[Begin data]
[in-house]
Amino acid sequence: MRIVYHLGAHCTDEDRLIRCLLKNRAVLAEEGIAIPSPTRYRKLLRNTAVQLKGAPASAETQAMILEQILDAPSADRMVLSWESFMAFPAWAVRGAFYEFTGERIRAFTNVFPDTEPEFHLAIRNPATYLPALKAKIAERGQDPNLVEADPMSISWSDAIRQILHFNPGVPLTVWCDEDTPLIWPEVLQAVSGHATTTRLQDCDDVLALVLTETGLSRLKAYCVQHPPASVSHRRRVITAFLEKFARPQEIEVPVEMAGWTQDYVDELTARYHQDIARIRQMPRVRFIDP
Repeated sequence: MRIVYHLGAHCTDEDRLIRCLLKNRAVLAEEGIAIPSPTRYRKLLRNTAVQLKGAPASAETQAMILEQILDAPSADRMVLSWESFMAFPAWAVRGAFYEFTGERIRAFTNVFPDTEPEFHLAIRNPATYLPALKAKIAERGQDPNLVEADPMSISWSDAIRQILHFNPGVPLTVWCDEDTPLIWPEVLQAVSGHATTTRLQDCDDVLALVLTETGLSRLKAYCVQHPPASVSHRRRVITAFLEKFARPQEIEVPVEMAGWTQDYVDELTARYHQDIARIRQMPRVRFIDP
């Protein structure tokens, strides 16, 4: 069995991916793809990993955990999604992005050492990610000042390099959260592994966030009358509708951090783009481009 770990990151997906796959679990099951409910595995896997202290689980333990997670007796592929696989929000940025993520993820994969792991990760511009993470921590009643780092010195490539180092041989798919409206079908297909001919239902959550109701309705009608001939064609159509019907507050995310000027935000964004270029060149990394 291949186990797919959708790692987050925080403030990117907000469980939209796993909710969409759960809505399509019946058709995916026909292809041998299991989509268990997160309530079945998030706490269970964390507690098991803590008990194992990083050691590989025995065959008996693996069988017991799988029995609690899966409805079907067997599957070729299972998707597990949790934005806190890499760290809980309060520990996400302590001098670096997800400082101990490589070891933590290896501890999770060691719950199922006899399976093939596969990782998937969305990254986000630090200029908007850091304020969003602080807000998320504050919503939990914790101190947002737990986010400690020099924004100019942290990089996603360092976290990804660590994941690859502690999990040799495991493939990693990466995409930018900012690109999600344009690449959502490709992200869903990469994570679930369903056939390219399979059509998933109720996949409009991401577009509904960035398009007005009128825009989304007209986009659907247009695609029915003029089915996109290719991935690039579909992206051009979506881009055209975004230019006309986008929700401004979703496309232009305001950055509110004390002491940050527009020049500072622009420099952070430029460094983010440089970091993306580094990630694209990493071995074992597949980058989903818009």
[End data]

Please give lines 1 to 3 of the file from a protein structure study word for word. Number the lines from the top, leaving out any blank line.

[in-house]
Amino acid sequence: MRIVYHLGAHCTDEDRLIRCLLKNRAVLAEEGIAIPSPTRYRKLLRNTAVQLKGAPASAETQAMILEQILDAPSADRMVLSWESFMAFPAWAVRGAFYEFTGERIRAFTNVFPDTEPEFHLAIRNPATYLPALKAKIAERGQDPNLVEADPMSISWSDAIRQILHFNPGVPLTVWCDEDTPLIWPEVLQAVSGHATTTRLQDCDDVLALVLTETGLSRLKAYCVQHPPASVSHRRRVITAFLEKFARPQEIEVPVEMAGWTQDYVDELTARYHQDIARIRQMPRVRFIDP
Repeated sequence: MRIVYHLGAHCTDEDRLIRCLLKNRAVLAEEGIAIPSPTRYRKLLRNTAVQLKGAPASAETQAMILEQILDAPSADRMVLSWESFMAFPAWAVRGAFYEFTGERIRAFTNVFPDTEPEFHLAIRNPATYLPALKAKIAERGQDPNLVEADPMSISWSDAIRQILHFNPGVPLTVWCDEDTPLIWPEVLQAVSGHATTTRLQDCDDVLALVLTETGLSRLKAYCVQHPPASVSHRRRVITAFLEKFARPQEIEVPVEMAGWTQDYVDELTARYHQDIARIRQMPRVRFIDP